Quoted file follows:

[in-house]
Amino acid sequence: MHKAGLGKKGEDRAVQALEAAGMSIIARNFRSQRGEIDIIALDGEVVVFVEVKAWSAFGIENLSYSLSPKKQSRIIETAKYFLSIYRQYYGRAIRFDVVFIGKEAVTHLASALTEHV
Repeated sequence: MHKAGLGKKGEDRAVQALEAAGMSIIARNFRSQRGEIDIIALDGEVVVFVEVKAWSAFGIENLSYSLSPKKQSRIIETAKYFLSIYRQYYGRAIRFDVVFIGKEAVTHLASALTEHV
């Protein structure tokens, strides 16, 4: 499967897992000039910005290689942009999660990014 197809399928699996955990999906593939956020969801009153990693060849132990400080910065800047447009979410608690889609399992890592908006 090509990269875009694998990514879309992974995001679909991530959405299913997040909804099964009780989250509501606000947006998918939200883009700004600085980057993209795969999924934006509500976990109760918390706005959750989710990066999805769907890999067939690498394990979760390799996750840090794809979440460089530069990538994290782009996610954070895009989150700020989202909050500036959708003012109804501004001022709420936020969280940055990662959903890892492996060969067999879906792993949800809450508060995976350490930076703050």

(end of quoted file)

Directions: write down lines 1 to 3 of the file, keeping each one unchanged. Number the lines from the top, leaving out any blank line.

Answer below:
[in-house]
Amino acid sequence: MHKAGLGKKGEDRAVQALEAAGMSIIARNFRSQRGEIDIIALDGEVVVFVEVKAWSAFGIENLSYSLSPKKQSRIIETAKYFLSIYRQYYGRAIRFDVVFIGKEAVTHLASALTEHV
Repeated sequence: MHKAGLGKKGEDRAVQALEAAGMSIIARNFRSQRGEIDIIALDGEVVVFVEVKAWSAFGIENLSYSLSPKKQSRIIETAKYFLSIYRQYYGRAIRFDVVFIGKEAVTHLASALTEHV